Review of 30 for 30 - "Winning Time: Reggie Miller Vs. The New York Knicks"

Review of 30 for 30 - "Winning Time: Reggie Miller Vs. The New York Knicks"

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Review of 30 for 30 - "Winning Time: Reggie Miller Vs. The New York Knicks"


This is a review of the ESPN 30 for 30 documentary, “Winning Time: Reggie Miller vs. The New York Knicks”.

As with the previous 30 for 30 films, it focuses on one particular time period, this one between 1993 and 1995 and in particular, the three epic NBA playoff series between the New York Knicks and the Indiana Pacers.

During this time, the Knicks and Pacers were knocking heads in the playoffs. The Pacers were an up and rising team. The Knicks were a team on the verge of winning the NBA Championship and with Michael Jordan’s retirement just before the 1993-94 season, it was felt that the time was ripe for the Knicks to win a title.

The Knicks had Patrick Ewing who was in his prime, shooting guard John Starks, forward Charles Smith, plus a whole bunch of defensive players like Anthony Mason who would provide muscle. They were led by coach Pat Riley who wanted to prove that he could win with his true style, a tough defensive play which didn’t allow easy layups.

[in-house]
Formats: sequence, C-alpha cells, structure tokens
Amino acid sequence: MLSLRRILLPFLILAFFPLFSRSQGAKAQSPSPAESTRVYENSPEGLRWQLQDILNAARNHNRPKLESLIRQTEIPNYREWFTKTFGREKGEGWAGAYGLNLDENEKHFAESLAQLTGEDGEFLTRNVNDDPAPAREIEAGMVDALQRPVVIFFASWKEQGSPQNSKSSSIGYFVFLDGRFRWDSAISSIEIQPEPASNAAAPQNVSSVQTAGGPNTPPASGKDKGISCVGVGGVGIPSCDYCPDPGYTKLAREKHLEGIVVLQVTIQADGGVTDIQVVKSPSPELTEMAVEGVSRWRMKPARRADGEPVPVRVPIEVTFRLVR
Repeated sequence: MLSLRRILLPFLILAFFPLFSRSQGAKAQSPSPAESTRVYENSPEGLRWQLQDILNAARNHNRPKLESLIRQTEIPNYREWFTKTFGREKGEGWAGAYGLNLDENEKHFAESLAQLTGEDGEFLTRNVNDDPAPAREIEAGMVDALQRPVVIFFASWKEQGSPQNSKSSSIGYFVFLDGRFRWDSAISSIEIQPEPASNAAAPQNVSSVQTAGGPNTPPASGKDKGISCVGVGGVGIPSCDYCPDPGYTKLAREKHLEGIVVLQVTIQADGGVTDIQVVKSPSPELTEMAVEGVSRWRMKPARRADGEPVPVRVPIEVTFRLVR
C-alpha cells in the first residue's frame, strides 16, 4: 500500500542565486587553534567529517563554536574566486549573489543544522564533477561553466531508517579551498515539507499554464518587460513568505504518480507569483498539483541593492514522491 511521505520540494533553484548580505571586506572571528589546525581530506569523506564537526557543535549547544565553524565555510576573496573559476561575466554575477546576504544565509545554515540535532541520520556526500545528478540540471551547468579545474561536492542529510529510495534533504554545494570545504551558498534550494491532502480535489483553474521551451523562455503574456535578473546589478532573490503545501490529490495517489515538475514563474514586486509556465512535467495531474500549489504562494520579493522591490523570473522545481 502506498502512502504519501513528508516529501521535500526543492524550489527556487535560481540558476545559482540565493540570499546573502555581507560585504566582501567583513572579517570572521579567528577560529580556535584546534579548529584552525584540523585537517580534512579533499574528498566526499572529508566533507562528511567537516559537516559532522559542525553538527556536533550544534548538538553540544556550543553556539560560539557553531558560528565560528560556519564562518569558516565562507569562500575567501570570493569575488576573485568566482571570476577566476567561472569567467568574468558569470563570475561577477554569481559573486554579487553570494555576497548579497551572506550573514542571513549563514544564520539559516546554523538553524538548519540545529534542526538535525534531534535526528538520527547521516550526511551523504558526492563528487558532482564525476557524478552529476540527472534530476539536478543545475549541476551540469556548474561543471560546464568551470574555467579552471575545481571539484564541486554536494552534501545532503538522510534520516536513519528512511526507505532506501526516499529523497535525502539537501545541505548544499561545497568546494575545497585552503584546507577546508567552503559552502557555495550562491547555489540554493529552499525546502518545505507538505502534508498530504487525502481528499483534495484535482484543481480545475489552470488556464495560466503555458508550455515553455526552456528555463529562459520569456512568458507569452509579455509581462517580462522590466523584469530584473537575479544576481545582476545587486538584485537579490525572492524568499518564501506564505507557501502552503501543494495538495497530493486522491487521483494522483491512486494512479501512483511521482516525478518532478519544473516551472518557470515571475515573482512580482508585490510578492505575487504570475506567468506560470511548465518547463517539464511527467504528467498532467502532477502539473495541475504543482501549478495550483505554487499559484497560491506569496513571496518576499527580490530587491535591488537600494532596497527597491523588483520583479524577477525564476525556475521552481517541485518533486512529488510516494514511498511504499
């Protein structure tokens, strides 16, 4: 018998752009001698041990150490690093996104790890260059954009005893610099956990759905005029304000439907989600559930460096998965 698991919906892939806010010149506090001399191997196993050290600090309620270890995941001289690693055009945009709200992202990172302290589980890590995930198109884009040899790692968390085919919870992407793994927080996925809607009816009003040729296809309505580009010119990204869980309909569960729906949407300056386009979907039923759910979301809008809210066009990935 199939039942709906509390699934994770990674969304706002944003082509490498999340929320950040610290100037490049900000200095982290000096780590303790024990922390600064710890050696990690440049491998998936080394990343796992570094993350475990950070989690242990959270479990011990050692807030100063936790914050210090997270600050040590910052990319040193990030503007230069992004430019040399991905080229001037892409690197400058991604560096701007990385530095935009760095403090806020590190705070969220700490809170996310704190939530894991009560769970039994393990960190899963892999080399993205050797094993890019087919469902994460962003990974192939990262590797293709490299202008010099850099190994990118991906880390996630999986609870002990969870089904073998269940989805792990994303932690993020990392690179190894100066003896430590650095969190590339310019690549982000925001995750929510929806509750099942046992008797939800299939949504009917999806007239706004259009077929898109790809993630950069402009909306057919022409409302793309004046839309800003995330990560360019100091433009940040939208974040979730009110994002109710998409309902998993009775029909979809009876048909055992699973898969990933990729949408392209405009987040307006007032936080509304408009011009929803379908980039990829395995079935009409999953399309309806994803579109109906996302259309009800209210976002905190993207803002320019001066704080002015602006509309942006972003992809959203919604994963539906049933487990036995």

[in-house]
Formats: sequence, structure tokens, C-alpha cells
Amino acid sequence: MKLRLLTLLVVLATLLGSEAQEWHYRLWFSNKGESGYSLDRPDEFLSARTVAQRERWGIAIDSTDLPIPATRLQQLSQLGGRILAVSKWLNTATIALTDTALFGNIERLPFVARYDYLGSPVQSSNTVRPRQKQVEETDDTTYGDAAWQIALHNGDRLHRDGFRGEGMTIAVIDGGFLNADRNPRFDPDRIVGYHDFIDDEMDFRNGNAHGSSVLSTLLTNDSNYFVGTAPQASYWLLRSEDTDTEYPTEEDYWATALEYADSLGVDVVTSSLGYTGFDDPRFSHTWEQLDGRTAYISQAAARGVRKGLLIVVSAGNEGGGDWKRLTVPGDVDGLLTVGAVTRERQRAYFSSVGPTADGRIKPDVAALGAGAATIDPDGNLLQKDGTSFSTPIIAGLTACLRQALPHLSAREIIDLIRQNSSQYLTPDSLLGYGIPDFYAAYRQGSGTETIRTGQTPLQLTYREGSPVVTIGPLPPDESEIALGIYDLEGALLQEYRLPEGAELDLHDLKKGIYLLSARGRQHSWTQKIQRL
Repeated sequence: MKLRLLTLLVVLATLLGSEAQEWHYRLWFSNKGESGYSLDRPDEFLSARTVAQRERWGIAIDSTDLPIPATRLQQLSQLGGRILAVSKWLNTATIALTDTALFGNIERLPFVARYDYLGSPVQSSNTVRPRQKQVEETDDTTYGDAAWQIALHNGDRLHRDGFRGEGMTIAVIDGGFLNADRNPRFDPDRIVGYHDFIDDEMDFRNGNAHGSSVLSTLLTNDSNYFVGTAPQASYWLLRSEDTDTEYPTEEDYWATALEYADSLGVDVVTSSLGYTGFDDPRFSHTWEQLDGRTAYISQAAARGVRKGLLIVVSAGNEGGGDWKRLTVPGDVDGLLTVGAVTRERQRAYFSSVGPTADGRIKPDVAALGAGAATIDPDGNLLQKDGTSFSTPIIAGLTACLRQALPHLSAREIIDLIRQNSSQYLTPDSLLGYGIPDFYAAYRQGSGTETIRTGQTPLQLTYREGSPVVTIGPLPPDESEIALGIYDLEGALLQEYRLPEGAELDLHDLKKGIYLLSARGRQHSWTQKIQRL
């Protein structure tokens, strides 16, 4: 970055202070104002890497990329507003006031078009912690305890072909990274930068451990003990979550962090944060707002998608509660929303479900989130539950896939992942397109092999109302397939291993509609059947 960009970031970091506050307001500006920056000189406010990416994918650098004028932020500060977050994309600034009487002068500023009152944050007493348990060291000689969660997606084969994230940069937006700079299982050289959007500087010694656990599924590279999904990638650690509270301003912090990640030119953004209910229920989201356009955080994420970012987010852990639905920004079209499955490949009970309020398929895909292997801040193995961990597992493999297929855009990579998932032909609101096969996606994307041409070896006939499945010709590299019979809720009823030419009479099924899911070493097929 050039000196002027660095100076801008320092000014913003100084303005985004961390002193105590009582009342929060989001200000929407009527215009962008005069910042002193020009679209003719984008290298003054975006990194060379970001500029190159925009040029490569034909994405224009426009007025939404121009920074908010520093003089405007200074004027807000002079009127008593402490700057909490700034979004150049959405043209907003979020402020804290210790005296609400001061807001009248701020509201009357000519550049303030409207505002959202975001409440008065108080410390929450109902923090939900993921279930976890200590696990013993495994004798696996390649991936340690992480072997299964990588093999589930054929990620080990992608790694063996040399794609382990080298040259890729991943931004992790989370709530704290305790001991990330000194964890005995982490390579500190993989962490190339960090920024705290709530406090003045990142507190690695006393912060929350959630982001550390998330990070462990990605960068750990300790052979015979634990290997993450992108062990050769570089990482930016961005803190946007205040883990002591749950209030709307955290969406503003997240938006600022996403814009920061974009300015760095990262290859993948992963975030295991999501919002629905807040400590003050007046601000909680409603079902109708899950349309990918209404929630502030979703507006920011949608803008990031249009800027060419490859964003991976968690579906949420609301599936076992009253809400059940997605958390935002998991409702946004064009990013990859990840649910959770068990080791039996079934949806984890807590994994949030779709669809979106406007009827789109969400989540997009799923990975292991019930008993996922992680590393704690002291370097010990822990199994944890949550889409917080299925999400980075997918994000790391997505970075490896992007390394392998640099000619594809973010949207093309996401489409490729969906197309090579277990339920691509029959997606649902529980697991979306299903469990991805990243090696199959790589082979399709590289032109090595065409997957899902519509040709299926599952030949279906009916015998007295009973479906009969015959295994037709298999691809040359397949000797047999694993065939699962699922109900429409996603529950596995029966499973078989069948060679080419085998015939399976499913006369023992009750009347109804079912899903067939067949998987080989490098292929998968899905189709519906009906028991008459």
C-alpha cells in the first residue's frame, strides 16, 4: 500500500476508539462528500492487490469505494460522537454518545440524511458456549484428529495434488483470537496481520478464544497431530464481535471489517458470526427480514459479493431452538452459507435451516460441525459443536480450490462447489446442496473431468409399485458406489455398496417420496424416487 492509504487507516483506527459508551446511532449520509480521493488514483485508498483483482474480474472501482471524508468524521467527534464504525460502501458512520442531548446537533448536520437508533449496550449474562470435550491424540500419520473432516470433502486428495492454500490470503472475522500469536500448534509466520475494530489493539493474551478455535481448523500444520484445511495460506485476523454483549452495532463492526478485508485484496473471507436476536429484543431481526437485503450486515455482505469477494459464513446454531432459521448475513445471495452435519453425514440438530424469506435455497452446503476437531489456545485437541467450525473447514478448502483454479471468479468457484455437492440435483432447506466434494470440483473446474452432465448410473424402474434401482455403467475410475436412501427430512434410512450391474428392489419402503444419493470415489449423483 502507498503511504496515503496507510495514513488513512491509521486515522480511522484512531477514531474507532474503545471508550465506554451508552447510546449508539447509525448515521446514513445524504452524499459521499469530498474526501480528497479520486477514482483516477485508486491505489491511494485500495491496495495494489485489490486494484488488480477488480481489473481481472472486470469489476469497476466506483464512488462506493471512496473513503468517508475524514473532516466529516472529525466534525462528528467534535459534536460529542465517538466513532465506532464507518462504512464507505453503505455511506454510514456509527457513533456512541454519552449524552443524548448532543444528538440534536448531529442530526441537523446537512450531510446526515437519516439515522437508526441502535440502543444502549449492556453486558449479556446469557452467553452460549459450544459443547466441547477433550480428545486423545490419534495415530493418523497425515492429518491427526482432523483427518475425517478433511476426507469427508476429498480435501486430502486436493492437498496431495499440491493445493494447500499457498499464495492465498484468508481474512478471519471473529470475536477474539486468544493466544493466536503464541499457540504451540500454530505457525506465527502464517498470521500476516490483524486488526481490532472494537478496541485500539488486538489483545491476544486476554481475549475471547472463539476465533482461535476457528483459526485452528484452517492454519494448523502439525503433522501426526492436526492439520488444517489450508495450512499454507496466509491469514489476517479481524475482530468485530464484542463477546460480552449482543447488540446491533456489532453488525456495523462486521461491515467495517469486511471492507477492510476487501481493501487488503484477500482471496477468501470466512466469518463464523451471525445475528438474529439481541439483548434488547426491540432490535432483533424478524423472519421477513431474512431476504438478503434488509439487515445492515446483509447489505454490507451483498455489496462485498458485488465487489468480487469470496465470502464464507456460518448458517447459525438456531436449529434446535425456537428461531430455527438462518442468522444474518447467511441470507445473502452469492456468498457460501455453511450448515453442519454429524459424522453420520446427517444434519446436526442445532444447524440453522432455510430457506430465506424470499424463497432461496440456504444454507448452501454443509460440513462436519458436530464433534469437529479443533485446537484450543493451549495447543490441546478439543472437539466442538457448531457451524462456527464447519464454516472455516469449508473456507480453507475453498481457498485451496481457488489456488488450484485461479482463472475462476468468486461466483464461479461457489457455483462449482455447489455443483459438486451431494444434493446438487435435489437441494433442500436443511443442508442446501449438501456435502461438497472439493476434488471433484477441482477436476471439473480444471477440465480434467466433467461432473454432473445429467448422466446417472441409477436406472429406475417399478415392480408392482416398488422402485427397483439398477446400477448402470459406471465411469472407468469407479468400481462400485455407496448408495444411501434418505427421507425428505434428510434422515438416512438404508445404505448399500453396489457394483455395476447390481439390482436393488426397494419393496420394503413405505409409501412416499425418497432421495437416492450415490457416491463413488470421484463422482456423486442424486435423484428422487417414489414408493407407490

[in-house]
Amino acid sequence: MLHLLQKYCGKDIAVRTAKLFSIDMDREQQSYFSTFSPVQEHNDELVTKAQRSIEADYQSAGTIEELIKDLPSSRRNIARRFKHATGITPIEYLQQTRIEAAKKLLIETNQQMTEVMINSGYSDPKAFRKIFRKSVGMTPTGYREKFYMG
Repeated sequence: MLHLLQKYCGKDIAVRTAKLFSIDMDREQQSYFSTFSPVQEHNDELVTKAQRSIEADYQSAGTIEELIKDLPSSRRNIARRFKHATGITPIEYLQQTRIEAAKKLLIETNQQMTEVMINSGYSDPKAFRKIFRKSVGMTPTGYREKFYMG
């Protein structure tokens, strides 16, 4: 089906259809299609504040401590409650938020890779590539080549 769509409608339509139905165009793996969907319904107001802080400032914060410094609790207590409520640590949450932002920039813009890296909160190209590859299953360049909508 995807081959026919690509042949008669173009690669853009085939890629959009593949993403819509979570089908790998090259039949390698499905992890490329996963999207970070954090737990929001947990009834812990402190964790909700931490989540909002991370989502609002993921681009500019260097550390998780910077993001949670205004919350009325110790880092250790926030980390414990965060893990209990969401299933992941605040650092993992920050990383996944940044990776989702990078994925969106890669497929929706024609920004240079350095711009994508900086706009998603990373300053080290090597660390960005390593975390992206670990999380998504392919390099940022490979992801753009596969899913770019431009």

The Pacers had Reggie Miller, a brash pure shooter who could easily get in the head of opponents through his trash talking and bravado. As his sister, Cheryl stated, he was so annoying and he wouldn’t stop talking. For those three playoff series, the stage was set for some big battles. But while the Pacers had Miller, their defensive style was similar to the Knicks. No one was allowed in the middle to score. If you went down the lane, Dale Davis would be there to knock you to the floor.

The rivalry was set. But it was more than just two teams, it was East vs. Midwest. Indiana where fans basketball was pure vs. New York where basketball was played on the hardcourts and players were brought up tough. Pacers fans adapted Reggie Miller as one of them, a shooter who was challenging New York. So for the Pacers, it was an us vs. them mentality.